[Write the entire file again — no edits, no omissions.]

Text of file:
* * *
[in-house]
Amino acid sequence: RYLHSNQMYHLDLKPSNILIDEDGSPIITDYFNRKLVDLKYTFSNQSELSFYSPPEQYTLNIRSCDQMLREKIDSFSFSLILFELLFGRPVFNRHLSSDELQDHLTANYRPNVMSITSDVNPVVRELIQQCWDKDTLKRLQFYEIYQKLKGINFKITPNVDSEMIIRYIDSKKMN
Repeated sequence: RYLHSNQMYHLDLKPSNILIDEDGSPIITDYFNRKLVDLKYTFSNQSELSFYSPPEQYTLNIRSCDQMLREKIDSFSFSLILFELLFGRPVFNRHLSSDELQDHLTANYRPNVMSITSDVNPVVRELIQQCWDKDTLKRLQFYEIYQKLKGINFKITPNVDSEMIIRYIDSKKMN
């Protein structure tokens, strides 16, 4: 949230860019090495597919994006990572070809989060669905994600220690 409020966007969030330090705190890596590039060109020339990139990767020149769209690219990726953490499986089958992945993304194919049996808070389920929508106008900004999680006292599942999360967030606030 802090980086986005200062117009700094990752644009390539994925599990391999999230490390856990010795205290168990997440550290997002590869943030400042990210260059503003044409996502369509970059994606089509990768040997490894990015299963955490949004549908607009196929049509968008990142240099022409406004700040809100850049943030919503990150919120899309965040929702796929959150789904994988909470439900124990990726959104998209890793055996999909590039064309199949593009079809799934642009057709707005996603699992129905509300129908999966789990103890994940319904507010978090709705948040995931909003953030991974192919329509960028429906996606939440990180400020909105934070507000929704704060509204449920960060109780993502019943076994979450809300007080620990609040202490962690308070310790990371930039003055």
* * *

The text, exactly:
[in-house]
Amino acid sequence: RYLHSNQMYHLDLKPSNILIDEDGSPIITDYFNRKLVDLKYTFSNQSELSFYSPPEQYTLNIRSCDQMLREKIDSFSFSLILFELLFGRPVFNRHLSSDELQDHLTANYRPNVMSITSDVNPVVRELIQQCWDKDTLKRLQFYEIYQKLKGINFKITPNVDSEMIIRYIDSKKMN
Repeated sequence: RYLHSNQMYHLDLKPSNILIDEDGSPIITDYFNRKLVDLKYTFSNQSELSFYSPPEQYTLNIRSCDQMLREKIDSFSFSLILFELLFGRPVFNRHLSSDELQDHLTANYRPNVMSITSDVNPVVRELIQQCWDKDTLKRLQFYEIYQKLKGINFKITPNVDSEMIIRYIDSKKMN
């Protein structure tokens, strides 16, 4: 949230860019090495597919994006990572070809989060669905994600220690 409020966007969030330090705190890596590039060109020339990139990767020149769209690219990726953490499986089958992945993304194919049996808070389920929508106008900004999680006292599942999360967030606030 802090980086986005200062117009700094990752644009390539994925599990391999999230490390856990010795205290168990997440550290997002590869943030400042990210260059503003044409996502369509970059994606089509990768040997490894990015299963955490949004549908607009196929049509968008990142240099022409406004700040809100850049943030919503990150919120899309965040929702796929959150789904994988909470439900124990990726959104998209890793055996999909590039064309199949593009079809799934642009057709707005996603699992129905509300129908999966789990103890994940319904507010978090709705948040995931909003953030991974192919329509960028429906996606939440990180400020909105934070507000929704704060509204449920960060109780993502019943076994979450809300007080620990609040202490962690308070310790990371930039003055």